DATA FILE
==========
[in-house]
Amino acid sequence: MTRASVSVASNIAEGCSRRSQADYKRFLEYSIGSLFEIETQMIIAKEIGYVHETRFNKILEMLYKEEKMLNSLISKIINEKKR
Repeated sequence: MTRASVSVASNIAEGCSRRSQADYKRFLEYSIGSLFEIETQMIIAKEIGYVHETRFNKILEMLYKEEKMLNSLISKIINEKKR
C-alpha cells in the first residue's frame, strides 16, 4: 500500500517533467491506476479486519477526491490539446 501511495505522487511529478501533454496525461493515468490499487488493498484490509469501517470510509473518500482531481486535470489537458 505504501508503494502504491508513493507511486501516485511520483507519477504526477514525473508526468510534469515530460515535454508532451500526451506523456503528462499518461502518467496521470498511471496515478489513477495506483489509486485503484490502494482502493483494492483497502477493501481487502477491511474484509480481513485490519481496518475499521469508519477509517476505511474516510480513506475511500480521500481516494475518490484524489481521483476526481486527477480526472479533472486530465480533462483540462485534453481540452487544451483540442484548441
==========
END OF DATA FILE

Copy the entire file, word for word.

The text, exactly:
[in-house]
Amino acid sequence: MTRASVSVASNIAEGCSRRSQADYKRFLEYSIGSLFEIETQMIIAKEIGYVHETRFNKILEMLYKEEKMLNSLISKIINEKKR
Repeated sequence: MTRASVSVASNIAEGCSRRSQADYKRFLEYSIGSLFEIETQMIIAKEIGYVHETRFNKILEMLYKEEKMLNSLISKIINEKKR
C-alpha cells in the first residue's frame, strides 16, 4: 500500500517533467491506476479486519477526491490539446 501511495505522487511529478501533454496525461493515468490499487488493498484490509469501517470510509473518500482531481486535470489537458 505504501508503494502504491508513493507511486501516485511520483507519477504526477514525473508526468510534469515530460515535454508532451500526451506523456503528462499518461502518467496521470498511471496515478489513477495506483489509486485503484490502494482502493483494492483497502477493501481487502477491511474484509480481513485490519481496518475499521469508519477509517476505511474516510480513506475511500480521500481516494475518490484524489481521483476526481486527477480526472479533472486530465480533462483540462485534453481540452487544451483540442484548441